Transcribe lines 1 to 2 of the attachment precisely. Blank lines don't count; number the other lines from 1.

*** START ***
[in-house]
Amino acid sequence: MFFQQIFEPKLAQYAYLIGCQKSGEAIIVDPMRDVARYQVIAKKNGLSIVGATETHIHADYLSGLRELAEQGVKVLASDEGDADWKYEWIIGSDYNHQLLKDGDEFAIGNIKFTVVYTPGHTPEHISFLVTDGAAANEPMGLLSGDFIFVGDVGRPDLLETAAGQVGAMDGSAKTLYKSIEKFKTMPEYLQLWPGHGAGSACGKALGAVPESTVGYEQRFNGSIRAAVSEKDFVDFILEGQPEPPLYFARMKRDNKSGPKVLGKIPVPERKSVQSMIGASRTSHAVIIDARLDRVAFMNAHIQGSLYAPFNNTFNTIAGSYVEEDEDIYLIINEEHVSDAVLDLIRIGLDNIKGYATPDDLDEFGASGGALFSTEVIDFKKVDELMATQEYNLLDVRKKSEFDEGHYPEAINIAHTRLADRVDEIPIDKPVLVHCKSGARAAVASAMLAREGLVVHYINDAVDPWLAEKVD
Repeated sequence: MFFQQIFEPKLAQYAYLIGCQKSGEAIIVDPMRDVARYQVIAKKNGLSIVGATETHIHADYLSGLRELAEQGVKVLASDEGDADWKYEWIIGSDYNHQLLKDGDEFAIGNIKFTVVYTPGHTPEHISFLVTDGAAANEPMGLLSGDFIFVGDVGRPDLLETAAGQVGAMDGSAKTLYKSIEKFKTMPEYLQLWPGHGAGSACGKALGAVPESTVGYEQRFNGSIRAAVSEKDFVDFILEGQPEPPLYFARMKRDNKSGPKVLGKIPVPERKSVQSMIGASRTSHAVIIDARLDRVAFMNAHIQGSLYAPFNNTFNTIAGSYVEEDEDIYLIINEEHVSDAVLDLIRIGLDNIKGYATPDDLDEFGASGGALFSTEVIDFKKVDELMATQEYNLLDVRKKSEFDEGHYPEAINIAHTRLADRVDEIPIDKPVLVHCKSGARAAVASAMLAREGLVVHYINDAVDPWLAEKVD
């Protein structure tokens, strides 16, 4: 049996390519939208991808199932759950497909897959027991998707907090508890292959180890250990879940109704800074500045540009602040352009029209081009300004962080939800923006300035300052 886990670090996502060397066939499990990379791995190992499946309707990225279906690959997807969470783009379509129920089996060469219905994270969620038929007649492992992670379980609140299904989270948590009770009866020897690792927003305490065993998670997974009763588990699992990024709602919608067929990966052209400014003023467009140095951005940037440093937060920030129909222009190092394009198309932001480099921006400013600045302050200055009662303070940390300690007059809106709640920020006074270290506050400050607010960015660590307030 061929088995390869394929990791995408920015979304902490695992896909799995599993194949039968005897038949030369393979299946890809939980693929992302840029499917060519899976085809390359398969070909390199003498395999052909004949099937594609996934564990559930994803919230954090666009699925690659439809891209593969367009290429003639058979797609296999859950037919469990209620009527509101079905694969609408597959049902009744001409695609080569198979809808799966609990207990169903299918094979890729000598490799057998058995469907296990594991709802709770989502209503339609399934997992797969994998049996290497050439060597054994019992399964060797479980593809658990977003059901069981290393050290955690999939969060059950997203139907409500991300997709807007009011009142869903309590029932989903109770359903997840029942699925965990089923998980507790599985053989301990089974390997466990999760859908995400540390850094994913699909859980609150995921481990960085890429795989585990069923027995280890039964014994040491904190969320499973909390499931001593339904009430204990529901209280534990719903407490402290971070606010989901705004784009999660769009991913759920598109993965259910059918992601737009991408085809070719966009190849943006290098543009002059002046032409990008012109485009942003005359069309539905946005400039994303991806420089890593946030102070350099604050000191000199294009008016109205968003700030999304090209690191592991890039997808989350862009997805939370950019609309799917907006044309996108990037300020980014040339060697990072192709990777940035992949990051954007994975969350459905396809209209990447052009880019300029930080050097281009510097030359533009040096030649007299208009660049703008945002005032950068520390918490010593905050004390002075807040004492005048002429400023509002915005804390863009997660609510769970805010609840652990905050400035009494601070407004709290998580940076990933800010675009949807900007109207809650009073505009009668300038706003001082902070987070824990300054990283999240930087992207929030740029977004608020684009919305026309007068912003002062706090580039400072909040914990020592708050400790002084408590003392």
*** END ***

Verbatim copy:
[in-house]
Amino acid sequence: MFFQQIFEPKLAQYAYLIGCQKSGEAIIVDPMRDVARYQVIAKKNGLSIVGATETHIHADYLSGLRELAEQGVKVLASDEGDADWKYEWIIGSDYNHQLLKDGDEFAIGNIKFTVVYTPGHTPEHISFLVTDGAAANEPMGLLSGDFIFVGDVGRPDLLETAAGQVGAMDGSAKTLYKSIEKFKTMPEYLQLWPGHGAGSACGKALGAVPESTVGYEQRFNGSIRAAVSEKDFVDFILEGQPEPPLYFARMKRDNKSGPKVLGKIPVPERKSVQSMIGASRTSHAVIIDARLDRVAFMNAHIQGSLYAPFNNTFNTIAGSYVEEDEDIYLIINEEHVSDAVLDLIRIGLDNIKGYATPDDLDEFGASGGALFSTEVIDFKKVDELMATQEYNLLDVRKKSEFDEGHYPEAINIAHTRLADRVDEIPIDKPVLVHCKSGARAAVASAMLAREGLVVHYINDAVDPWLAEKVD